For years, the go-to browser for users fed-up with Internet Explorer and all the hassles that come with it (including its lack of web standards, poor security, and lack of extensions) has been Mozilla Firefox. Call it the tool-of-choice for nerds, the top competitor of Internet Explorer, or just a versatile browser; Firefox is the _de-facto_ standard when someone asks, "I don't want Internet Explorer. What should I get instead?"
Lately, though, there has been a string of new competitors to the heir of "Internet Explorer Alternative". While it's entirely plausible that there will be multiple players in this field, Chrome is beginning to look like the stand-out Firefox alternative for a lot of people.
One of the biggest advantages that Firefox has to Internet Explorer is its extensibility. That is, you can add extensions to Firefox, most of which are developed by third-party developers, which can make your web browsing experience more enjoyable. For example, one popular extension is AdBlock, which blocks banner ads and other forms of advertisement on the Internet. Another popular extension is Firebug, which is the most popular Firefox debugging tool for web developers creating Web sites.
Most of the same extensions that are available for Firefox are also available in the Google Chrome extensions directory. So, when it comes to extensions, Google Chrome and Firefox are neck-and-neck.
Speed-wise, there's no question. Google Chrome blows Firefox out of the water. Over the past few years, Firefox has become more bloated with features than it needs to be, and performance has suffered. Google Chrome, on the other hand, is built on top of Apple's WebKit, a browser module that is specifically engineered for top performance. Not only is Google Chrome built on WebKit, but it was also specifically developed to enable users to browse more quickly.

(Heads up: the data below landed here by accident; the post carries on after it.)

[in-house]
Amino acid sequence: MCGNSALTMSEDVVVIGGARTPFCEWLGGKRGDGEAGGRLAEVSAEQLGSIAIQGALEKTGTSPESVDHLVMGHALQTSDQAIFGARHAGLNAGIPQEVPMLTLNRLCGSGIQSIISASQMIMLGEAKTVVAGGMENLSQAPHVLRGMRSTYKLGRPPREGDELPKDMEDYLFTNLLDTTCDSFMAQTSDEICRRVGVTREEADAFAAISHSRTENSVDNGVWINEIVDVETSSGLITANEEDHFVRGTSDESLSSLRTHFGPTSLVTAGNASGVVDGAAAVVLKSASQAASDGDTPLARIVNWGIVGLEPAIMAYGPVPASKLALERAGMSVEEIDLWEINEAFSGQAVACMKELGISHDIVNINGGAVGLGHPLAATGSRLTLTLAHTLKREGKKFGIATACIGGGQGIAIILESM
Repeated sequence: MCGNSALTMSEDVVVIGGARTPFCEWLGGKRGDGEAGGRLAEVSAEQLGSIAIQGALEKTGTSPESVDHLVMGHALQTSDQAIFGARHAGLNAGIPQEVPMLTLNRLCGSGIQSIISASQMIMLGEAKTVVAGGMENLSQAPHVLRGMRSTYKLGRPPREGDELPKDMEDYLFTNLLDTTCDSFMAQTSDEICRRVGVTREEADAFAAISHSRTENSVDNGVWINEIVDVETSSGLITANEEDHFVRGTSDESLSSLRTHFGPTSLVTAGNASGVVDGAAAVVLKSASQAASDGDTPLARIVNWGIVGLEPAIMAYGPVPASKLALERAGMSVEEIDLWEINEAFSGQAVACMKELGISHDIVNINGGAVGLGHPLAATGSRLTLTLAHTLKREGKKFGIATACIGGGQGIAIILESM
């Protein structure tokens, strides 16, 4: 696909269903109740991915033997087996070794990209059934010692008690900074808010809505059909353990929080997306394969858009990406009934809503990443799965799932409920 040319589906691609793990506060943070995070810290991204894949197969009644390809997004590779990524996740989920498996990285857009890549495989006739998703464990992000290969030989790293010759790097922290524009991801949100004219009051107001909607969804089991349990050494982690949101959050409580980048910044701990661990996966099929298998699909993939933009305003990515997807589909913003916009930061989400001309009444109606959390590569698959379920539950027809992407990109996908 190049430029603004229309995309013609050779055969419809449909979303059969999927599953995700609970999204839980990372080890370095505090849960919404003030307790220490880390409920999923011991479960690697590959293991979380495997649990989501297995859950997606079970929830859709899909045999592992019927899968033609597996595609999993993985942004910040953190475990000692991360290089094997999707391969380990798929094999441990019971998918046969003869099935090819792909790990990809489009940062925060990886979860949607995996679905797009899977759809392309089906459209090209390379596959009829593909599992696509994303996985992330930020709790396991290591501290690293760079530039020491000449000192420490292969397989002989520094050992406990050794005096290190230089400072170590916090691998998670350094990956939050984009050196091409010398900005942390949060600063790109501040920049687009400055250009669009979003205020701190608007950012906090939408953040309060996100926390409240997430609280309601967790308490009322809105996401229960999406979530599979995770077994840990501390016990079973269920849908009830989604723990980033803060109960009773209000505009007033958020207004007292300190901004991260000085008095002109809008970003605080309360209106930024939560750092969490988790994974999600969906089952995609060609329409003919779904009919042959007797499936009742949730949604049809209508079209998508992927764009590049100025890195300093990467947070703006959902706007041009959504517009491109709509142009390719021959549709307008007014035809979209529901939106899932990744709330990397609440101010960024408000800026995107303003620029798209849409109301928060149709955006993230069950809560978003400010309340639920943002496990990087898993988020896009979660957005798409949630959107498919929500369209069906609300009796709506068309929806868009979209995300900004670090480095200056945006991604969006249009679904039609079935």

And, of course, it is in Google's interest to make the fastest web browser. Why? Google makes most of its money via advertisements. If people can browse the web more easily, then they can also perform more Google searches. Even if the difference is indiscernible, if each user of Chrome can perform, say, 30 more Google searches per year, this translates into real revenue for Google. Expect Google to continually make Chrome faster, leaner, and better at browsing a lot of pages in a short amount of time than Firefox is; it's in their best interest to. Google Chrome is the clear winner as far as speed goes.
If you're not a fan of Google, or feel uncomfortable about its data collection methods, then you probably won't like Google Chrome. In fact, the fact that it collects (anonymous) data on your web browsing and searching habits is probably enough of a drawback for many to reconsider switching to Chrome. However, if this is a non-issue for you, and if you are willing to sacrifice this minor privacy issue, then consider switching to Google Chrome. It is clear that Google Chrome is surpassing Mozilla Firefox in most of the important metrics.